WASHINGTON -- Defense Secretary Lloyd Austin rejected Monday a request by Oklahoma Gov. Kevin Stitt that his state's National Guard be exempt from a Pentagon requirement that all military members be vaccinated against covid-19.
Stitt, a Republican, had asked Austin earlier this month to suspend the mandate for members of the Oklahoma Guard.
The dispute is the first critical test of the military's authority to require National Guard troops to get the shot. It could lay the groundwork for legal battles with states that oppose the vaccine requirement.
So far, Stitt is the only governor to publicly challenge the military mandate.
In his letter to Stitt, a copy of which was obtained by The Associated Press, Austin left open the question of how the vaccine requirement will be enforced and how far the Pentagon will go to force the issue. He did suggest that Guard troops who refuse the shots could lose their federal status, which could affect their pay and benefits.
Austin wrote that all members of the Oklahoma Army and Air National Guard, "regardless of duty status," must follow the directions of Army and Air Force service secretaries for vaccine compliance deadlines.
"Failure to do so may lead to a prohibition on the member's participation in drills and training" conducted under Title 32 of the U.S. Code, "and jeopardize the member's status in the National Guard," the letter read.
Pentagon press secretary John Kirby said any Oklahoma Guard member who refused to take the vaccine could be denied the opportunity to perform federally financed training.
"One could elect not to take the vaccine, of course, but then you would be putting at jeopardy your ability to stay in the National Guard," Kirby said.
In his Nov. 2 letter to Austin, Stitt wrote that the mandate "violates the personal freedoms of many Oklahomans, as it asks them to potentially sacrifice their personal beliefs in order to not lose their jobs."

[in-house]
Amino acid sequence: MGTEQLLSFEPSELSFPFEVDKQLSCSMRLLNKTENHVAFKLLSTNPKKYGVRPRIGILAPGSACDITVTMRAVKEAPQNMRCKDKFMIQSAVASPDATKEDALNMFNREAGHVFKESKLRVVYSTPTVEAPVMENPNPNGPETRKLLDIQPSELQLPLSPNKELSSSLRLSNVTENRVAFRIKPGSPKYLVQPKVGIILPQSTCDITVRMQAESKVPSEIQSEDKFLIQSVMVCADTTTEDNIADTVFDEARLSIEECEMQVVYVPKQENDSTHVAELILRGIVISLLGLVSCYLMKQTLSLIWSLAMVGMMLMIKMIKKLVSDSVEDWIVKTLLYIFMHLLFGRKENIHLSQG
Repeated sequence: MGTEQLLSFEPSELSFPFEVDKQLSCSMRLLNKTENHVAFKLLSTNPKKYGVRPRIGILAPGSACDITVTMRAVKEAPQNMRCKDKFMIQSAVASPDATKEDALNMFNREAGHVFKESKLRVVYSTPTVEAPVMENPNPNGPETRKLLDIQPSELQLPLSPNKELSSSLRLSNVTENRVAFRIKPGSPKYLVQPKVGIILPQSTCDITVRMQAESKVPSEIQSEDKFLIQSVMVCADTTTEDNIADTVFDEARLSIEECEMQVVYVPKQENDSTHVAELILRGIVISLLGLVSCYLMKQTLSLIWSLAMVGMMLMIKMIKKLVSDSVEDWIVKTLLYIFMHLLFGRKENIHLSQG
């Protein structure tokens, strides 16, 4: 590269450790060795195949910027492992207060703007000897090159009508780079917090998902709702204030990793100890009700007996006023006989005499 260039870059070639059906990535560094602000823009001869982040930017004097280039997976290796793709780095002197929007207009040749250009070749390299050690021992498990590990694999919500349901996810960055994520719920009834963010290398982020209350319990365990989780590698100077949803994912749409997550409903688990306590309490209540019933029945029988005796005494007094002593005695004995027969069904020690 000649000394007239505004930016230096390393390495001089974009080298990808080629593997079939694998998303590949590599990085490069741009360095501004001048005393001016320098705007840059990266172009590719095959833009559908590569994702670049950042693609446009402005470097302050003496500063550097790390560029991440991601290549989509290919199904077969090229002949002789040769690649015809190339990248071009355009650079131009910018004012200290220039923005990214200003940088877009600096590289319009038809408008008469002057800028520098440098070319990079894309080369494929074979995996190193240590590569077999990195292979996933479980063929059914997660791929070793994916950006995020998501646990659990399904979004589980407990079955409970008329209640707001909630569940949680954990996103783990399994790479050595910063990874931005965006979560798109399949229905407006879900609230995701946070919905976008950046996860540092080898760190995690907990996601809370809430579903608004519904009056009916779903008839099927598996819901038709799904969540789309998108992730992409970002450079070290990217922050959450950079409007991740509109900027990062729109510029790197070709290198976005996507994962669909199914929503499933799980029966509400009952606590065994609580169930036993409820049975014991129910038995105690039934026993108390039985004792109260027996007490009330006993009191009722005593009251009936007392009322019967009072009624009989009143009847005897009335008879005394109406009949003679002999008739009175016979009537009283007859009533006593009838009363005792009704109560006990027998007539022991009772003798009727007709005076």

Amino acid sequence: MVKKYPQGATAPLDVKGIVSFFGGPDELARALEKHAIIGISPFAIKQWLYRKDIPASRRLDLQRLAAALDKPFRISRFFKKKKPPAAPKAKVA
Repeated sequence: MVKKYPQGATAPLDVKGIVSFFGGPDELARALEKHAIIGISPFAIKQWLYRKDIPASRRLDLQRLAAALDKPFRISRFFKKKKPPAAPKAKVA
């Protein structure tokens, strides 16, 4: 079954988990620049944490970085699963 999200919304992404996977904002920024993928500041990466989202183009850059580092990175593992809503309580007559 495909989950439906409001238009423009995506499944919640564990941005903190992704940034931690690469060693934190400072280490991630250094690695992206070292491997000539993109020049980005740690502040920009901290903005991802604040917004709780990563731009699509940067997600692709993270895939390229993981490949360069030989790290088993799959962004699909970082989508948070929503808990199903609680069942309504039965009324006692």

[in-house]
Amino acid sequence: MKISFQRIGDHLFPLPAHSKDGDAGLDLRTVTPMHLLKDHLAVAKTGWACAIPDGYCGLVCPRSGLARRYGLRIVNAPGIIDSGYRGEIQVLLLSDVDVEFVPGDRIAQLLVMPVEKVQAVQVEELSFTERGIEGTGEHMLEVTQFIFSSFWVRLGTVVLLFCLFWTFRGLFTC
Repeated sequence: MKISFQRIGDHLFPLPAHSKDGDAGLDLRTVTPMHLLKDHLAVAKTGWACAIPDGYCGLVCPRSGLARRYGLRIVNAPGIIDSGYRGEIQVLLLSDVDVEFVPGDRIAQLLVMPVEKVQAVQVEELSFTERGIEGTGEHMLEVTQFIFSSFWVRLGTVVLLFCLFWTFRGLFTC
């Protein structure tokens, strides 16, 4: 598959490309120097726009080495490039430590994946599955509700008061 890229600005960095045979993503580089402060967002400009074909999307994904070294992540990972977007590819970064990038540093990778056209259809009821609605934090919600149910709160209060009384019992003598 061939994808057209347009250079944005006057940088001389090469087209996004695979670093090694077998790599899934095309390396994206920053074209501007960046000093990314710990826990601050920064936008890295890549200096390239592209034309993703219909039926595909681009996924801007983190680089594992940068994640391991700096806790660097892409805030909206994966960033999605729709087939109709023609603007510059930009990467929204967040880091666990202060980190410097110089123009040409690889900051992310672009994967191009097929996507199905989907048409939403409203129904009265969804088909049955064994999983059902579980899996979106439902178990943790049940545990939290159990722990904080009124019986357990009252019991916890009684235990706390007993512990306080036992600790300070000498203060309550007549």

He said the state needs its Guard members for storms and other weather emergencies, and he asserted that it would be "irresponsible for the federal government to place mandatory vaccine obligations on Oklahoma national guardsmen which could potentially limit the number of individuals that I can call upon to assist the state during an emergency."
In his response, Austin wrote, "The concerns raised in your letter do not negate the need for this important military readiness requirement."
Under orders from Stitt, the state's adjutant general, Brig. Gen. Thomas Mancino, issued a memo telling his troops that they aren't required to get the shot and "no negative administrative or legal action" would be taken against them if they refused.
First to be affected could be members of Oklahoma's Air Guard, who have until Thursday to get vaccinated under a deadline set by the Air Force. Lingering questions include whether unvaccinated Air Guard members reporting for their monthly drill in December or January will be required to get a shot, or be sent home or reassigned if they refuse.
Stitt's spokeswoman, Carly Atchison, has said that about 89% of the state's Air Guard -- estimated at more than 2,000 troops -- has been vaccinated. A military official said the Air Guard rate is expected to reach about 95% by the deadline.
The official spoke on condition of anonymity to discuss statistics not yet public.
Austin's decision was widely expected, as the Pentagon has argued for months that the vaccine is critical to maintaining a ready force that can deploy on a moment's notice to protect the nation. As defense chief, defense leaders say Austin can set medical requirements for the military, including the Guard and Reserve, and governors don't have the authority to relieve troops of those requirements.
Vaccines against a variety of diseases have long been required for troops, with some getting as many as 17 for deployments around the world.